While awe is clearly the endgame, Jurassic World: Dominion does not shy away from the details.
The first footage from the threequel, a five-minute extended preview which was screened for a handful of journalists at IMAX HQ in Los Angeles, showcases a two-part narrative. The five-minute preview will be screened in theaters before IMAX screenings of F9.
The first part is an origin story. Utilizing vast landscapes, a plethora of dinos, and harnassing the primal nature of the prehistoric era, the emphasis is on context. The intimacy of a bug landing on the leg of a dinosaur is juxtaposed by the majesty of a herd bathing in a lake as a winged creature swoops in to feast on a carcass.
A fight between two apex predators inevitably plays like a Western as they circle and face off, ultimately ending with the grisly demise of the T-Rex. As her pupils dilate, she becomes the feeding ground for a bug that imbibes a sample of blood. The sequence comes from early on in the movie.
“We know who killed her now,” enthused Jurassic World: Dominion director Colin Trevorrow. “Hopefully, people will want some revenge.”
Fast-forward 65 million years, and audiences are faced with a T-Rex being chased by a helicopter through a forest as she heads for a packed drive-in movie theater showing a double bill of American Graffiti and Flash Gordon. Should audiences read anything into that?
“It just felt like a double feature that I’d want to go see,” the filmmaker, who was talking to press via Zoom, explained. “[Jurassic World series star] Bryce [Dallas Howard]’s dad is in one of them, so I guess it’s a little tip to Ron Howard. I saw that drive-in as the kind of places that I went to growing up. They were in Mendocino, the area that American Graffiti was set, and that also connects it to Skywalker Ranch, where we mixed the movie. It connected the whole thing to Northern California.”
Chaos ensues on a grand scale as people run for cover. The T-Rex kicks over cars, wreaking havoc against a backdrop of a movie screen as couples are making out and friends and families are hanging out, accompanied by a soundtrack of screams and the dino’s trademark roar. Audiences are then treated to brief glimpses of other prehistoric titans creating mayhem elsewhere. Trevorrow confirms this chaos is global.
“To a certain extent, yes,” the filmmaker explained, although it seems there are no dinosaurs in the streets with tanks or anything. “We’re creating a world in which dinosaurs exist in the same way that animals do now, which is that if you go too deep into the forest, you may be in danger of invading their territory, and you can get hurt. I didn’t want to anthropomorphize them. I didn’t want to turn them into anything other than the natural animals they are. I mean, dinosaurs were real.”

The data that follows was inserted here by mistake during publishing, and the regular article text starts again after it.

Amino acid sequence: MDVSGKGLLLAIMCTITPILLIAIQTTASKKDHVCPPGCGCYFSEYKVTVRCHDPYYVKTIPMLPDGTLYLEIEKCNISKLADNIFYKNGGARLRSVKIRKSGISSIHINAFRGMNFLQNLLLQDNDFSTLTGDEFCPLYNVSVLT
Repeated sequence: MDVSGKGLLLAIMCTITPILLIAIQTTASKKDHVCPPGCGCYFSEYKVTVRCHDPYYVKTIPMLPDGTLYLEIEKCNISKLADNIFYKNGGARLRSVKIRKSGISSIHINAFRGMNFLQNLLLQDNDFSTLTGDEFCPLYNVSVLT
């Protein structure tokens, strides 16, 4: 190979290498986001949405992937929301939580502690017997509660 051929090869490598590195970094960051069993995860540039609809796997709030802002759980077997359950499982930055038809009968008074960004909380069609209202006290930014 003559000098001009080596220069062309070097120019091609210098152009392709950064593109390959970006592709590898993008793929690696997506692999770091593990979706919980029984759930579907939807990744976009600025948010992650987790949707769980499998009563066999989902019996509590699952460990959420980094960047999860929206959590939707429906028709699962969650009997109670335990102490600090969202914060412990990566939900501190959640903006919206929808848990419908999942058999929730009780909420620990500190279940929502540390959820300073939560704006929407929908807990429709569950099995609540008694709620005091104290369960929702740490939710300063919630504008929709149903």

Missing from the footage is the film’s cast, including Chris Pratt and Howard. While that may come as a surprise, or perhaps a disappointment to fans, there is a good reason for it.
“It’s not that I actively didn’t want them around, but we’re telling a really big, epic, sprawling story here,” the director said. “I felt like this was one opportunity to be able to tell the T-Rex’s story. She’s a character who has been through a lot over these movies and some traumatic experiences. I want kids and adults to be as invested in her and her journey as they are in the humans. She does look a little different this time in that she has protofeathers.”
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Jurassic World: Dominion also sees the return of the original Jurassic Park’s Laura Dern, Sam Neill, and Jeff Goldblum, but how big of a part will they play in this sixth film in the franchise?
“To me, and I’ve always been this way, I wouldn’t put a character from one of the previous movies into the film unless they had a reason to be there,” said Trevorrow. “This was the first time I felt we had a story that would justify their presence in the film because they would not just call each other up and go on an adventure. We had to come up with a reason.”
Trevorrow also confirmed that there will be “surprises,” but “I don’t know if it’s going to be about who’s in it.”
The director has confirmed that visual effects on the film are “nearing completion,” and he has had the film cut “for some time,” adding that it was “really nice” not to have to rush to make a 2021 release date.
“It’s allowed us to be a little bit more deliberate and thoughtful and not feel the constant pressure,” he added. “It gives us a chance to show it to friends, other filmmakers, and fans, to talk to them and figure out if there is anything they need out of this that we’re not giving them.”
Jurassic World: Dominion sees Trevorrow, who also co-wrote the movie, fulfill his three-film commitment with the multibillion-dollar franchise (while J. A. Bayona directed the second film, Trevorrow co-wrote it). But does this serve as a bookend for the series or the jumping off point for more?
“I think that if these stories continue, it’s going be time for a new filmmaker to come in and put their spin on it,” he mused. “I’ve been fortunate over the past six or seven years to create this celebration of what Steven Spielberg and Michael Crichton brought to the screen.
“I’m really into the idea of being able to pass that torch on in the same way that we pass the torch on to new characters in this movie. There are new heroes, it’s not just about the legacy characters that come back, and the new actors in the film are hopefully characters that we’re going to want to see again in the future. Dominion is a very different kind of film, and I believe audiences are going to be down to go on this journey with us as we evolve into new directions.”
Jurassic World: Dominion will land in theaters on June 10, 2022.